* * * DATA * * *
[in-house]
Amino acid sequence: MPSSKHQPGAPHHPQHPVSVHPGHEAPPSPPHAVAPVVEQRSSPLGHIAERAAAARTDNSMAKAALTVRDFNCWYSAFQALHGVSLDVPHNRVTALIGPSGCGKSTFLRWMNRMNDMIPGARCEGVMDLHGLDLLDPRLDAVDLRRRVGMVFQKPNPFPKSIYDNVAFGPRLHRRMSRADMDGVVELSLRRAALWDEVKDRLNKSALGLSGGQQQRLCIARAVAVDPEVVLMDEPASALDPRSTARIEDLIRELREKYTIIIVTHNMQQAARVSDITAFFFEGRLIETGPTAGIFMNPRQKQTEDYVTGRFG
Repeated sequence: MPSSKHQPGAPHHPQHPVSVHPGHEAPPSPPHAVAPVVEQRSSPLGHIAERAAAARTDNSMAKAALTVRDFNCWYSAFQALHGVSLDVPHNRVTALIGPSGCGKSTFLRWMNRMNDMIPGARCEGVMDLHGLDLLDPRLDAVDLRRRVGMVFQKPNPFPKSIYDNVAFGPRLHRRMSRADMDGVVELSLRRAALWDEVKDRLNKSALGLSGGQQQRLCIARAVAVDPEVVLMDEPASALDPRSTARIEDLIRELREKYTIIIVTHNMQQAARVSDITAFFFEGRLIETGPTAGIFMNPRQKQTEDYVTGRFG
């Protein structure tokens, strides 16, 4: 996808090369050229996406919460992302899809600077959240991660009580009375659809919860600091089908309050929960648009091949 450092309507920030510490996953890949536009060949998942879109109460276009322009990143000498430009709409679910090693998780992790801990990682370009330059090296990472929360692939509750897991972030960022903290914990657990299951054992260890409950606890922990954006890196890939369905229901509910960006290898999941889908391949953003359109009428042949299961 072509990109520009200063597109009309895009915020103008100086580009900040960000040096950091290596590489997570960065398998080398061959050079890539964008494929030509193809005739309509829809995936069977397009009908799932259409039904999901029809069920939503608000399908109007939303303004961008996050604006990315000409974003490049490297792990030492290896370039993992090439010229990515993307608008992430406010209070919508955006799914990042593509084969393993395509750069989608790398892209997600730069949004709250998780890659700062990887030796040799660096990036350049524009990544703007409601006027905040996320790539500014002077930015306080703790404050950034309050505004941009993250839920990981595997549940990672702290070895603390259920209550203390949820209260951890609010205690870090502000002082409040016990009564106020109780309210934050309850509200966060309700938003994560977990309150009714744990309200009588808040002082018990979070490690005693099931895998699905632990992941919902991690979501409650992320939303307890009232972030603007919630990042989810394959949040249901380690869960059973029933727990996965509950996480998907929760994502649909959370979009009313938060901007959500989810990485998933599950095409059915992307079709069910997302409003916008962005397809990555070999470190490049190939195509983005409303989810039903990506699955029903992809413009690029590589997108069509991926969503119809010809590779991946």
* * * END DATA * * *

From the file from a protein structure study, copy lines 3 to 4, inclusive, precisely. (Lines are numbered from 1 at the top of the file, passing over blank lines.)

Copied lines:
Repeated sequence: MPSSKHQPGAPHHPQHPVSVHPGHEAPPSPPHAVAPVVEQRSSPLGHIAERAAAARTDNSMAKAALTVRDFNCWYSAFQALHGVSLDVPHNRVTALIGPSGCGKSTFLRWMNRMNDMIPGARCEGVMDLHGLDLLDPRLDAVDLRRRVGMVFQKPNPFPKSIYDNVAFGPRLHRRMSRADMDGVVELSLRRAALWDEVKDRLNKSALGLSGGQQQRLCIARAVAVDPEVVLMDEPASALDPRSTARIEDLIRELREKYTIIIVTHNMQQAARVSDITAFFFEGRLIETGPTAGIFMNPRQKQTEDYVTGRFG
């Protein structure tokens, strides 16, 4: 996808090369050229996406919460992302899809600077959240991660009580009375659809919860600091089908309050929960648009091949 450092309507920030510490996953890949536009060949998942879109109460276009322009990143000498430009709409679910090693998780992790801990990682370009330059090296990472929360692939509750897991972030960022903290914990657990299951054992260890409950606890922990954006890196890939369905229901509910960006290898999941889908391949953003359109009428042949299961 072509990109520009200063597109009309895009915020103008100086580009900040960000040096950091290596590489997570960065398998080398061959050079890539964008494929030509193809005739309509829809995936069977397009009908799932259409039904999901029809069920939503608000399908109007939303303004961008996050604006990315000409974003490049490297792990030492290896370039993992090439010229990515993307608008992430406010209070919508955006799914990042593509084969393993395509750069989608790398892209997600730069949004709250998780890659700062990887030796040799660096990036350049524009990544703007409601006027905040996320790539500014002077930015306080703790404050950034309050505004941009993250839920990981595997549940990672702290070895603390259920209550203390949820209260951890609010205690870090502000002082409040016990009564106020109780309210934050309850509200966060309700938003994560977990309150009714744990309200009588808040002082018990979070490690005693099931895998699905632990992941919902991690979501409650992320939303307890009232972030603007919630990042989810394959949040249901380690869960059973029933727990996965509950996480998907929760994502649909959370979009009313938060901007959500989810990485998933599950095409059915992307079709069910997302409003916008962005397809990555070999470190490049190939195509983005409303989810039903990506699955029903992809413009690029590589997108069509991926969503119809010809590779991946």